Katrina Hurricane USA
August 29, 2005
This has been a painful week for all Americans, this week of storms and floods and destruction. I'm sure that in every household in this country someone has gone to bed this week only to become totally awake with the words of displaced people echoing in their heads. I know there are people sitting down to dinner with family and friends who suddenly feel the beginnings of a bellyache, feeling irrationally guilty about a good dinner, not to mention taking out the trash, turning on the tap, flushing the toilet. Photo ---- Photo
Sending money to the Red Cross is important, and everyone ought to do it, but somehow this terrible situation has made us feel that we have to get off the sidelines and onto the field because somebody has to do it. I say that as a professional sidelines stander. For all the years that I've covered politics and a few floods and earthquakes, I've been very clear that my job was to show up and then tell our listeners what I'd seen and heard. It's an article of faith with me that I serve a useful purpose on the sidelines, and I've never been tempted to wade into a demonstration, grab a banner and start marching. I have never wanted to grab a politician by the back of his neck and try to shake some sense into him or her. Well, almost never. But four long days watching suffering people waiting has tested my resolve… Photo
national compassionate impulse to treat the victims of Hurricane Katrina as Americans want them to be treated...
Read more and Listen - Linda Wertheimer – National Public Radio (NPR) http://www.npr.org/templates/story/story.php?storyId=4831405
WERTHEIMER: Yes. Usually we try to give a review of all the week's news in this segment, but the devastation from Hurricane Katrina has been so huge we thought we'd stick to that single subject today, and we need to look at both the human and the governmental aspects, because it's become truly a crisis at both levels. Let's start with the human side. Lives were disrupted; many died in Mississippi and Alabama, as well as in New Orleans. But it was in New Orleans where the most people have been affected. What struck you as you heard and read about it?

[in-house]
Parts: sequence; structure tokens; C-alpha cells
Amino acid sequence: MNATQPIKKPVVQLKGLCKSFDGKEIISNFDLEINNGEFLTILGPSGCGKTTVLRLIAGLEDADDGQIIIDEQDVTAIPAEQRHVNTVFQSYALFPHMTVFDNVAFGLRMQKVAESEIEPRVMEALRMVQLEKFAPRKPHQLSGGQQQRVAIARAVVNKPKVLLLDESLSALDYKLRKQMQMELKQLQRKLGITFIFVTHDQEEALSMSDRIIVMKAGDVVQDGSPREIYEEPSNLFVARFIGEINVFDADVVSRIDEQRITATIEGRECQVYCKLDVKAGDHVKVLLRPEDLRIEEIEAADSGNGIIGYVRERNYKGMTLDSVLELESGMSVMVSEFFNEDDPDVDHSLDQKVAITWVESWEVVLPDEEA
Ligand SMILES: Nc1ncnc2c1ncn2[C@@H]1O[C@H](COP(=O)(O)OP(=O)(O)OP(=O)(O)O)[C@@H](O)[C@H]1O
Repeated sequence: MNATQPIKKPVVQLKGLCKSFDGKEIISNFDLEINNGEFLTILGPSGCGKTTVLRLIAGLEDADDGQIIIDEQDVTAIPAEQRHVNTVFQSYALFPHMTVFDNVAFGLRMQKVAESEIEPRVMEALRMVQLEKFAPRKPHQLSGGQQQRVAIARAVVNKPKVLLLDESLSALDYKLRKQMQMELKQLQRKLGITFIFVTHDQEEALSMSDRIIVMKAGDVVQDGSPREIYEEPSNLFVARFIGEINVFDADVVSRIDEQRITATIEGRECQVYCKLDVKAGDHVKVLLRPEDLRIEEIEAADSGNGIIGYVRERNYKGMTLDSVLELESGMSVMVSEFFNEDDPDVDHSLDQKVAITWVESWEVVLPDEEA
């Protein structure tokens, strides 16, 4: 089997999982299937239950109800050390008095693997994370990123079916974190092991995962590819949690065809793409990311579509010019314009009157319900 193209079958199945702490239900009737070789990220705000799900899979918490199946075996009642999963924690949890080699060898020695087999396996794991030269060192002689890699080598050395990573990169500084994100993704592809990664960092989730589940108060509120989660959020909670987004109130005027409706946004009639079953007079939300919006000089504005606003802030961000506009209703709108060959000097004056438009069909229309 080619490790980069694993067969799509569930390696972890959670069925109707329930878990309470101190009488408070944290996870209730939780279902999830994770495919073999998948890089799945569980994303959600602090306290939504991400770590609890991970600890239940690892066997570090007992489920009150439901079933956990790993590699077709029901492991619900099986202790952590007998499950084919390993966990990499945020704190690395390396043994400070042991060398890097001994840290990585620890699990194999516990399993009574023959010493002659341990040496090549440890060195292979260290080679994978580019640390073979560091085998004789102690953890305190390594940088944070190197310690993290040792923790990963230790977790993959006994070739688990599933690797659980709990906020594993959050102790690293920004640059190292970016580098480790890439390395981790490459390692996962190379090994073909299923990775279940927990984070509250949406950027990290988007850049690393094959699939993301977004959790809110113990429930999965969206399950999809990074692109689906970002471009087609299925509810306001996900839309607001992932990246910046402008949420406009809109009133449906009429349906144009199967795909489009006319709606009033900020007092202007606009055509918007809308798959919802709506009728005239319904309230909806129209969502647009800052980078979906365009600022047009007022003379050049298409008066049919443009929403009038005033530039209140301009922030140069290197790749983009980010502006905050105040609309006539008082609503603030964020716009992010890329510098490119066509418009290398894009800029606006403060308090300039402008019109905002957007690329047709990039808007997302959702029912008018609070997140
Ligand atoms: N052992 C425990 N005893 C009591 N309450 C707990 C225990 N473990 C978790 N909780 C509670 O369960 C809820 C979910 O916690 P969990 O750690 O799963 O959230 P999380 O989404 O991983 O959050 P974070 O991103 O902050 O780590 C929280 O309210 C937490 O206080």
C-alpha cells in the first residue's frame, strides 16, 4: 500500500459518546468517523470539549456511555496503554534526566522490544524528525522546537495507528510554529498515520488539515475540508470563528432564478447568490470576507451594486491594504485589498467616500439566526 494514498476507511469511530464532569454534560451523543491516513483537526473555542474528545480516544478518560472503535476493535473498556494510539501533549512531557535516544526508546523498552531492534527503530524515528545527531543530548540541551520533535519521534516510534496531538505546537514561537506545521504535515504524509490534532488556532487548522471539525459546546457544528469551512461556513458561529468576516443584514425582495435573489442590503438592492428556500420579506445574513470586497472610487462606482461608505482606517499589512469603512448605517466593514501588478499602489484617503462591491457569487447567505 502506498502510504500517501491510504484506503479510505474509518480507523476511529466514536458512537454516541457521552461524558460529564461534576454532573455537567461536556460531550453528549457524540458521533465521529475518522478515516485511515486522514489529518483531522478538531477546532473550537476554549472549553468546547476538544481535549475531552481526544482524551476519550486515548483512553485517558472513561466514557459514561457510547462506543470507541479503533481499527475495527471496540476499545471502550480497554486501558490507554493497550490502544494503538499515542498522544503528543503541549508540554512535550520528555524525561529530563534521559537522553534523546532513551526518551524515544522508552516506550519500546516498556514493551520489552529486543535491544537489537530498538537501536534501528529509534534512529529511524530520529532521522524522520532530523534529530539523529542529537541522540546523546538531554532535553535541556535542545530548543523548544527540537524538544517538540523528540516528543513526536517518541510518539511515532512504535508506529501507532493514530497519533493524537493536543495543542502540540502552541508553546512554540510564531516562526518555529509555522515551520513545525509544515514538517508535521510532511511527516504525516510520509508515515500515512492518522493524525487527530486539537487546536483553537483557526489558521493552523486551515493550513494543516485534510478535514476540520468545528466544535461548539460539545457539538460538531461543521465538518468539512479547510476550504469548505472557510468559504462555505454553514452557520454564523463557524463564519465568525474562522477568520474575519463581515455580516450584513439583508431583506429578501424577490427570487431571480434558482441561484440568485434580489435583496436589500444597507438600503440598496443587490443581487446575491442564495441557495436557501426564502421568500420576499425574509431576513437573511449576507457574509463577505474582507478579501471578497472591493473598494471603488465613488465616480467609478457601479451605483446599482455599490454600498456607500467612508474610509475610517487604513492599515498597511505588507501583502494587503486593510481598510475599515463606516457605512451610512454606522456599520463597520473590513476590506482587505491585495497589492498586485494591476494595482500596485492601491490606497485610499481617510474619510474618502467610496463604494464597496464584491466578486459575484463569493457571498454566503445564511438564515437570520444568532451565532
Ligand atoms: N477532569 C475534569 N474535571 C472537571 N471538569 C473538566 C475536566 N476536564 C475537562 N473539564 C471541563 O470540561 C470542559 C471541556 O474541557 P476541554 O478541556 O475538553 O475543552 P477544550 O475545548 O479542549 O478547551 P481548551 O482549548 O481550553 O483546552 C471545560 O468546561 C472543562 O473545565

SCHORR: Well, of course, you are struck by the immensity of it and the tragedy of it, but there was one additional thing that struck me and that is a disaster is not an equal-opportunity thing. When they called for evacuation from New Orleans, those with cars drove out. Those without cars got stuck there. And those without cars were predominantly black and poor people. That struck me.
LINDA WERTHEIMER and DANIEL SCHORR - NPR - Read more & listen
Senior National Correspondent
As NPR's senior national correspondent, Linda Wertheimer travels the country and the globe for NPR News, bringing her unique insights and wealth of experience to bear on the day's top news stories. A respected leader in U.S. media and a beloved figure to listeners who have followed her three-decade-long NPR career, Wertheimer provides clear-eyed analysis and thoughtful reporting on all NPR News programs. Before taking the senior national correspondent post, Wertheimer spent 13 years as a host of NPR's flagship news magazine, All Things Considered. As host, Wertheimer helped build the afternoon news program's audience to record levels: The show grew from six million listeners in 1989 to nearly 10 million listeners by spring of 2001, making it one of the top five shows in U.S. radio. Wertheimer's influence on All Things Considered -- and, by extension, all of public radio -- has been profound. She joined NPR at the network's inception, and served as All Things Considered's first director starting with its debut on May 3, 1971. In the more than 30 year since, she has served NPR in a variety of roles including reporter and host. Read more - National Public Radio (NPR) http://www.npr.org/templates/story/story.php?storyId=1931801